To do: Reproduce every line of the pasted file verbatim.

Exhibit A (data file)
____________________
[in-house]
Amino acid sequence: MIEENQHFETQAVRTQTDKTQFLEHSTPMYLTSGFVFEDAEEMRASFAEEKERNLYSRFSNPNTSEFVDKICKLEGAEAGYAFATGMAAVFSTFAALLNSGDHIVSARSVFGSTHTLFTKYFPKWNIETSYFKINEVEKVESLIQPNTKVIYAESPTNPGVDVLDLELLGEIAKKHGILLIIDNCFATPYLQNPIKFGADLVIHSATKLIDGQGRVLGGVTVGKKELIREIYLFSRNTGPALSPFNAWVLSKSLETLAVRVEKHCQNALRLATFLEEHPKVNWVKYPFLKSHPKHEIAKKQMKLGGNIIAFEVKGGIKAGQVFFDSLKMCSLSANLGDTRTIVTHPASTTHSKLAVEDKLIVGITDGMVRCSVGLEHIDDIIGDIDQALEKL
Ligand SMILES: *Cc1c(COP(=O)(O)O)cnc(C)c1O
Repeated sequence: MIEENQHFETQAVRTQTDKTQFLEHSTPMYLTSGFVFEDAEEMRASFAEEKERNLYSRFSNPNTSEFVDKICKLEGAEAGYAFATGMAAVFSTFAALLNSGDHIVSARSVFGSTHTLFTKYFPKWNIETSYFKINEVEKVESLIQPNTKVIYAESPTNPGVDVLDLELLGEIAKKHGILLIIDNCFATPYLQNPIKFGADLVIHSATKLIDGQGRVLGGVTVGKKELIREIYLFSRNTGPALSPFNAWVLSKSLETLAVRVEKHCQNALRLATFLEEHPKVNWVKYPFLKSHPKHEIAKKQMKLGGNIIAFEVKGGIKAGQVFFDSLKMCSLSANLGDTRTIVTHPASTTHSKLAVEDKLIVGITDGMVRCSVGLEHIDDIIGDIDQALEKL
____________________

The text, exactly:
[in-house]
Amino acid sequence: MIEENQHFETQAVRTQTDKTQFLEHSTPMYLTSGFVFEDAEEMRASFAEEKERNLYSRFSNPNTSEFVDKICKLEGAEAGYAFATGMAAVFSTFAALLNSGDHIVSARSVFGSTHTLFTKYFPKWNIETSYFKINEVEKVESLIQPNTKVIYAESPTNPGVDVLDLELLGEIAKKHGILLIIDNCFATPYLQNPIKFGADLVIHSATKLIDGQGRVLGGVTVGKKELIREIYLFSRNTGPALSPFNAWVLSKSLETLAVRVEKHCQNALRLATFLEEHPKVNWVKYPFLKSHPKHEIAKKQMKLGGNIIAFEVKGGIKAGQVFFDSLKMCSLSANLGDTRTIVTHPASTTHSKLAVEDKLIVGITDGMVRCSVGLEHIDDIIGDIDQALEKL
Ligand SMILES: *Cc1c(COP(=O)(O)O)cnc(C)c1O
Repeated sequence: MIEENQHFETQAVRTQTDKTQFLEHSTPMYLTSGFVFEDAEEMRASFAEEKERNLYSRFSNPNTSEFVDKICKLEGAEAGYAFATGMAAVFSTFAALLNSGDHIVSARSVFGSTHTLFTKYFPKWNIETSYFKINEVEKVESLIQPNTKVIYAESPTNPGVDVLDLELLGEIAKKHGILLIIDNCFATPYLQNPIKFGADLVIHSATKLIDGQGRVLGGVTVGKKELIREIYLFSRNTGPALSPFNAWVLSKSLETLAVRVEKHCQNALRLATFLEEHPKVNWVKYPFLKSHPKHEIAKKQMKLGGNIIAFEVKGGIKAGQVFFDSLKMCSLSANLGDTRTIVTHPASTTHSKLAVEDKLIVGITDGMVRCSVGLEHIDDIIGDIDQALEKL